As inflation rises, more Americans are living paycheck to paycheck

Photo (c) Emir Memedovski - Getty Images

One-third of households earning $250,000 a year are saving nothing

Consumers who spend all of their money between paydays are in good company. A survey by PYMNTS shows that 61% of U.S. consumers were living paycheck to paycheck in April, 9% more than in April 2021.

Even more affluent Americans have little to nothing left over when their next paycheck arrives. The data shows that slightly more than 1 in 3 people earning $250,000 or more annually currently live paycheck to paycheck. 

The researchers found that these high-earning consumers handle their financial lifestyles in different ways. They are often associated with stronger credit scores and more intense credit usage and are likely to control their cash flows. 

Consumers earning more than $250,000 a year are 40% more likely to use financial products than consumers in the lowest bracket, and as many as 63% of them have a credit score exceeding 750. 

In other words, living paycheck to paycheck appears to be a lifestyle choice. If they have the money, they spend it.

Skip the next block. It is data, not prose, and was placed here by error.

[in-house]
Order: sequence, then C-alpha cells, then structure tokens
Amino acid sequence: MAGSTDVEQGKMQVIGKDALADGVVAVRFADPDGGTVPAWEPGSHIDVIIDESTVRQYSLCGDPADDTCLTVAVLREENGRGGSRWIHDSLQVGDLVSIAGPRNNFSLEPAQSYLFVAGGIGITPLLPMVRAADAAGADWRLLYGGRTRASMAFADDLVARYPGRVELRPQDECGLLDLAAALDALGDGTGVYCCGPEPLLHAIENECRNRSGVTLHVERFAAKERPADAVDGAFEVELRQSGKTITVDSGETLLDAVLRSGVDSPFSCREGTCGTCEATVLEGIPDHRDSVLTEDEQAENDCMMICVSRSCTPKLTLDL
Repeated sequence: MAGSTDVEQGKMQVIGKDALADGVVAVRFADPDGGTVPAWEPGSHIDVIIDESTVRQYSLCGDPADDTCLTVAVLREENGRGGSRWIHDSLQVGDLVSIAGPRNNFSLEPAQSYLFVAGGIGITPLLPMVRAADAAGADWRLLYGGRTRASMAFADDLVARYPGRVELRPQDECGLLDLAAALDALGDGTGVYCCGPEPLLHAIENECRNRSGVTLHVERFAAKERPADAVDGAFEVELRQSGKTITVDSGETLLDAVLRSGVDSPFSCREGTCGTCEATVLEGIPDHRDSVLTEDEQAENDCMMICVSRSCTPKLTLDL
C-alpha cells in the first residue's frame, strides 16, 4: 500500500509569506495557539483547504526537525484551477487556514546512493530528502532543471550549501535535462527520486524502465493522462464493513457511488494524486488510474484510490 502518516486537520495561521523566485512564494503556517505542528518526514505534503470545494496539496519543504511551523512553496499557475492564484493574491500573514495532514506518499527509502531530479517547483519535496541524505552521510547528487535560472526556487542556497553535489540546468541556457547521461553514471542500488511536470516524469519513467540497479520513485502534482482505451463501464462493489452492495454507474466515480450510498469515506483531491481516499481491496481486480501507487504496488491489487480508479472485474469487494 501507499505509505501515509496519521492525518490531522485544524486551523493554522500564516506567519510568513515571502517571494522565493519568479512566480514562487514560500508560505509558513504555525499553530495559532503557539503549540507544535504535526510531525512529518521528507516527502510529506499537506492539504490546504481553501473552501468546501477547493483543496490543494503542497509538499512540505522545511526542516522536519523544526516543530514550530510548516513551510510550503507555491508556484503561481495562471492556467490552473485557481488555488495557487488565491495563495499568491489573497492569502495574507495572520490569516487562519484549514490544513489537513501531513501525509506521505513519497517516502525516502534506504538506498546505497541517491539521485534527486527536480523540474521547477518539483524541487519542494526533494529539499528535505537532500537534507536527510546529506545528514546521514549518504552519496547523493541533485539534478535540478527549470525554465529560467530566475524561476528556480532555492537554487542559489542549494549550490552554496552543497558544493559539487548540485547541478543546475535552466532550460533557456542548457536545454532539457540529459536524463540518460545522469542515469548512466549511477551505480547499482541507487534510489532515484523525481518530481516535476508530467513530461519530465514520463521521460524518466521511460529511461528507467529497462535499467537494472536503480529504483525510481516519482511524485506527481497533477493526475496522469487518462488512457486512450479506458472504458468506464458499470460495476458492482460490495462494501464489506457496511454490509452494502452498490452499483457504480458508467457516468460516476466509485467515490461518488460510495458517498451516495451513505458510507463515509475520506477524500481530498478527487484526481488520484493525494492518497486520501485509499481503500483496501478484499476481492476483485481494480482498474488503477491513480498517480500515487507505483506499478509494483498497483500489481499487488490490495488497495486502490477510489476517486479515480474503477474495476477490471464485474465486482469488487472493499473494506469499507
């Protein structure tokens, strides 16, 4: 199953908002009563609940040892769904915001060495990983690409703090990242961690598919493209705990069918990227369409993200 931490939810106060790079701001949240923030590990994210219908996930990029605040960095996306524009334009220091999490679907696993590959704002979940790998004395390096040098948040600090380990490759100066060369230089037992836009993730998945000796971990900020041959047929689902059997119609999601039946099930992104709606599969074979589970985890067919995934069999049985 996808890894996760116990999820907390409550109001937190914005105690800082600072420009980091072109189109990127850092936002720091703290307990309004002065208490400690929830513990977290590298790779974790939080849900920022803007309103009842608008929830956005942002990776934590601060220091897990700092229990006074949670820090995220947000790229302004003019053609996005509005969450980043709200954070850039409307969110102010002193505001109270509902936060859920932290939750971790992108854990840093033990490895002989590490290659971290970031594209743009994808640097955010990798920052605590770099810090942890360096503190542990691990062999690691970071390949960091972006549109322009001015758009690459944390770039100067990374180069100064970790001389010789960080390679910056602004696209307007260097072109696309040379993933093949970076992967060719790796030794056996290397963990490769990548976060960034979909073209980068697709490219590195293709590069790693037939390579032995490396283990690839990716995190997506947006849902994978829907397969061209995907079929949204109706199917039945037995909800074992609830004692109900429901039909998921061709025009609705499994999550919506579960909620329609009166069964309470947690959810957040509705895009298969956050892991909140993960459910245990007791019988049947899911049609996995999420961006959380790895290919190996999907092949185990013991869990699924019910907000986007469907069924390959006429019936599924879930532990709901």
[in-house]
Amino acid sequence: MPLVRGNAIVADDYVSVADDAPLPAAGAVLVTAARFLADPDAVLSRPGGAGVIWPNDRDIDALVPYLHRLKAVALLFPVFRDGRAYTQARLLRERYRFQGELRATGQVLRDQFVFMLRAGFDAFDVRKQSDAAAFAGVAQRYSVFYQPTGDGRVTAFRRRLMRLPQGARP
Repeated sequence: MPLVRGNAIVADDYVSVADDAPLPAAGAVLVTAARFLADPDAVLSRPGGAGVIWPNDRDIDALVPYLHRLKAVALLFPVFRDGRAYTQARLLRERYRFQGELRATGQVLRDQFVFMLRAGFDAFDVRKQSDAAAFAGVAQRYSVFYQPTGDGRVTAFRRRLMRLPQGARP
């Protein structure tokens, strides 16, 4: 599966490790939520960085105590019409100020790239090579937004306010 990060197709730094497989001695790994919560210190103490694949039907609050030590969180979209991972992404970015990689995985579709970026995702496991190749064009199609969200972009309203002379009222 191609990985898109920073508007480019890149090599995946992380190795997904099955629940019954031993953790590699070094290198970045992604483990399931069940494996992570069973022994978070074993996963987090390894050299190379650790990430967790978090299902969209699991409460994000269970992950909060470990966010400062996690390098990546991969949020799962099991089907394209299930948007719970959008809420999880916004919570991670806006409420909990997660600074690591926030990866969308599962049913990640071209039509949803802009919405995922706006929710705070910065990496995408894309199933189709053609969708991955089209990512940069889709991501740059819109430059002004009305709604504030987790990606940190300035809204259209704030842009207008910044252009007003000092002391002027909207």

On the other end of the scale, consumers with lower incomes who live paycheck to paycheck generally do so because of financial distress. They have fewer attractive credit options than wealthier consumers.

Vulnerable to the ravages of inflation

Those with lower incomes are also more vulnerable to the ravages of inflation. When the cost of food and energy rose sharply this year, lower-income consumers who live paycheck to paycheck had little option other than to cut spending or tap into expensive credit, such as credit cards.

A report from LendingClub shows things didn’t get much better last month, with more Americans turning to high-interest credit cards to make ends meet. Americans paid off billions in credit card debt during the first months of the pandemic in 2020 but since then have added to balances. The trend has picked up speed with inflation, which is at the highest rate in 40 years.

Unfortunately, the interest rate on credit cards has moved higher with the Federal Reserve’s policy of increasing interest rates. According to LendingTree, the average credit card interest rate is now over 20%.

When households live paycheck to paycheck, it means they aren’t saving any money. A recent Harris Poll shows inflation is eating up money that might normally go into a savings account.

The poll found that 39% of women said they are saving less money than they did last year. Another 40% of hourly workers with a household income of less than $100,000 said they are saving less than last year or not at all.

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